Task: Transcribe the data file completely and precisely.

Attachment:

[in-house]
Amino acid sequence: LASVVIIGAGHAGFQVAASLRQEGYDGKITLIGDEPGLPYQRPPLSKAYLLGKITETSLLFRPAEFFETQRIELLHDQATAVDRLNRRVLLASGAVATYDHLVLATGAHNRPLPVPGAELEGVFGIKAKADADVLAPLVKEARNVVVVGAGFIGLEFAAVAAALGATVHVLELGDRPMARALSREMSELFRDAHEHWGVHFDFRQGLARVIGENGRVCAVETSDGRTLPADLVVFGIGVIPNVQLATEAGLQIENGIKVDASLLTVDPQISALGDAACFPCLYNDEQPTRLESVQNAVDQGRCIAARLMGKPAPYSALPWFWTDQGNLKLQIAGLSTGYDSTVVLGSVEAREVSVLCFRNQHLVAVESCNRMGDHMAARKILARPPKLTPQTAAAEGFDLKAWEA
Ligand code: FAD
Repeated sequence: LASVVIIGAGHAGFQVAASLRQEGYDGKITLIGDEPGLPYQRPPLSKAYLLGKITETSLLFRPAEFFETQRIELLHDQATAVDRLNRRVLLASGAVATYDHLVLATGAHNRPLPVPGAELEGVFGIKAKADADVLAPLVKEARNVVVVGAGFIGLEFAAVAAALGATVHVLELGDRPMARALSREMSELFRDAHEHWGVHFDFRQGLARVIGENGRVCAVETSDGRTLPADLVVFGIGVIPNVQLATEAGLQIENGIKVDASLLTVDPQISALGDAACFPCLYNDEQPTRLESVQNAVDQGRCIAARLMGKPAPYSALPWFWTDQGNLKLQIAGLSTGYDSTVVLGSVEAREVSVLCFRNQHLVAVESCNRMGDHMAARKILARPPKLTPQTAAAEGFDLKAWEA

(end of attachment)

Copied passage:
[in-house]
Amino acid sequence: LASVVIIGAGHAGFQVAASLRQEGYDGKITLIGDEPGLPYQRPPLSKAYLLGKITETSLLFRPAEFFETQRIELLHDQATAVDRLNRRVLLASGAVATYDHLVLATGAHNRPLPVPGAELEGVFGIKAKADADVLAPLVKEARNVVVVGAGFIGLEFAAVAAALGATVHVLELGDRPMARALSREMSELFRDAHEHWGVHFDFRQGLARVIGENGRVCAVETSDGRTLPADLVVFGIGVIPNVQLATEAGLQIENGIKVDASLLTVDPQISALGDAACFPCLYNDEQPTRLESVQNAVDQGRCIAARLMGKPAPYSALPWFWTDQGNLKLQIAGLSTGYDSTVVLGSVEAREVSVLCFRNQHLVAVESCNRMGDHMAARKILARPPKLTPQTAAAEGFDLKAWEA
Ligand code: FAD
Repeated sequence: LASVVIIGAGHAGFQVAASLRQEGYDGKITLIGDEPGLPYQRPPLSKAYLLGKITETSLLFRPAEFFETQRIELLHDQATAVDRLNRRVLLASGAVATYDHLVLATGAHNRPLPVPGAELEGVFGIKAKADADVLAPLVKEARNVVVVGAGFIGLEFAAVAAALGATVHVLELGDRPMARALSREMSELFRDAHEHWGVHFDFRQGLARVIGENGRVCAVETSDGRTLPADLVVFGIGVIPNVQLATEAGLQIENGIKVDASLLTVDPQISALGDAACFPCLYNDEQPTRLESVQNAVDQGRCIAARLMGKPAPYSALPWFWTDQGNLKLQIAGLSTGYDSTVVLGSVEAREVSVLCFRNQHLVAVESCNRMGDHMAARKILARPPKLTPQTAAAEGFDLKAWEA